PILOT Grounded

Dear, Reader,
Unbelievable!
Literally, we DON’T BELIEVE IT! The council appeared to turn down a PILOT request. We are skeptical.
PILOT stands for a long, misleading phrase that means “tax exemption”. Oh, if you must know, it is – “Payment In LIeu of Taxes.” But, there are no payments, the recipient just gets to keep their tax money.
Don’t get your hopes up, Dear Readers, YOU can’t apply for one, unless you are a nonprofit, public (or private/public) housing developer.
The reason we are skeptical that the council will actually turn down one of the two March 13 PILOT requests is that we’ve heard them make threats before. Then, when it comes to a vote, we’ve seen them get all dewey-eyed about the Good Works the PILOT applicant does and hand them at least a portion of what they were requesting.


There WAS one big difference this time, however. When the mayor summarized the council’s opinions, as he usually does at the end of an agenda item discussion, he said there was not enough council support for the PILOT, so there would be “no PILOT at this time.” He SEEMED to be telling the city clerk not to bother putting the PILOT on any future agendas. BUT! He did say “at this time.” We shall see, we shall see!
The applicant was handed a thin, greasy thread of hope – a possible adjustment to their city stormwater fees. The developer, the Community Preservation Development Corporation, requested not only a tax exception, but a stormwater fee exemption, too. This rubbed the council’s hair the wrong way. Most of them sputtered and glowered about it.  
The CPDC representative was dismayed, as he finally expressed when a councilmember said he should have looked for more creative ways for city support than a tax waiver. We DID, he said, rubbing his bruises, that’s why we asked for stormwater fee exemption!
Oh, you did, well that’s a whole different story . . .  hmmm, said the council, collectively scratching it’s head and scrunching it’s collective face in that adorable “let me think about this” grimace. It is SO cute when they do it all at once!
There just MIGHT be a way to reduce the fee without creating special exemptions (a precident they don’t want to make), they said. There’s a provision of the stormwater ordinances  that says property owners who exceed stormwater management requirements get a discount. The CPDC representative said the renovations they want to make are “green.” That might reduce impermeable surface – hard surfaces  that shed instead of absorb storm water – so, getting that discount was a possibility.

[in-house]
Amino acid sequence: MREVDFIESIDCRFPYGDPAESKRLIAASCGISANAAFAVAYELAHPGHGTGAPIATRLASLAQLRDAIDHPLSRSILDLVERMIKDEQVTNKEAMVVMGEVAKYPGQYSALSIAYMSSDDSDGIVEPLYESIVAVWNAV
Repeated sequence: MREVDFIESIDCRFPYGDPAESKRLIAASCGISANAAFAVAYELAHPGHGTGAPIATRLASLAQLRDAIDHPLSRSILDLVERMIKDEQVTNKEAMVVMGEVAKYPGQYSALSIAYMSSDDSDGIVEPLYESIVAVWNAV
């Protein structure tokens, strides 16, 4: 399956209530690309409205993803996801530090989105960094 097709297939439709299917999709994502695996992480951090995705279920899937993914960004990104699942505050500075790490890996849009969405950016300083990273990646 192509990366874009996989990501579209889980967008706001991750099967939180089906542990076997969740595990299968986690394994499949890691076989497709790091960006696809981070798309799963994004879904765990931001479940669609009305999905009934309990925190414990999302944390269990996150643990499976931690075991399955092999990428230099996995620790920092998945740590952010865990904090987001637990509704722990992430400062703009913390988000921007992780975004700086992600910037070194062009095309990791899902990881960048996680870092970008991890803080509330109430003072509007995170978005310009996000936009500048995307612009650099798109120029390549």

The property in question is Essex House at 7777 Maple Avenue. The developer already owns and maintains the building. The developer wanted approximately a $17,000 yearly exemption for 30 years. The council said they would be more amenable if the development were new and the funds were needed to revive a shabby building. Then an exemption would be an investment in raising real estate values – which would mean more tax revenues in the future.
An irritated counclmember Josh Wright said the state’s role in the PILOT request was “a lot like playing chicken.” The state requires developers to secure exemptions from local jurisdiction, This would qualify them to raise renovation funds by selling tax credits . Yeah, it’s complicated – and we gave the simplified version!
It boils down to the state pressuring the city to give up income to help out the developer. Or, the way Wright sees it, the state and city are driving cars toward the cliff edge, and the state expects the softhearted city to jump first. “I’m ready to play chicken!” warned Wright.
It should be noted that the council was not unanimous in turning down the PILOT. Councilmember Terry Seamens in whose ward Essex House sits expressed disappointment that his colleagues didn’t support the request.
PILOT To Fly
The council did grant 50% of the PILOT requested for 4 city properties owned by the Coalition for the Homeless. The request was for around  $7,700. That will be reduced to around $3850 yearly for 10 years, subject to renewal for another 10 years. That’s IF the council votes for it with no further changes.
According to a city-issued handout , “There are currently seven PILOT agreements in effect in Takoma Park. They range in value from $4,450 to $23,857, in FY12 with an average value of $8,700 per rental facility or $26.50 per rental unit. The aggregated value of these PILOTS is $61,195.”
Background
“Huh?” you say. “What was that all about?”
It was a bit puzzling why the developers of the Aspen Court Project were talking to t he city council. They weren’t asking for a PILOT or anything. They gave a little presentation about their development project, answered some questions, and went away. How come?
Because they ticked off councilmember Colleen Clay, that’s why. They were SUMMONED! She was steaming mad when she reported several meetings ago the developer’s treatment of longtime building residents.  Resident who just happen to be Clay’s constituents! .

About the Author

Gilbert
Gilbert is the pseudonym of a hard-bitten, hard-drinking, long-time Takoma Park resident who maintains the granolapark blog. Gilbert and William L. Brown — Granola Park's mild-mannered chief of staff, researcher, and drink pourer — have never been seen in the same place at the same time.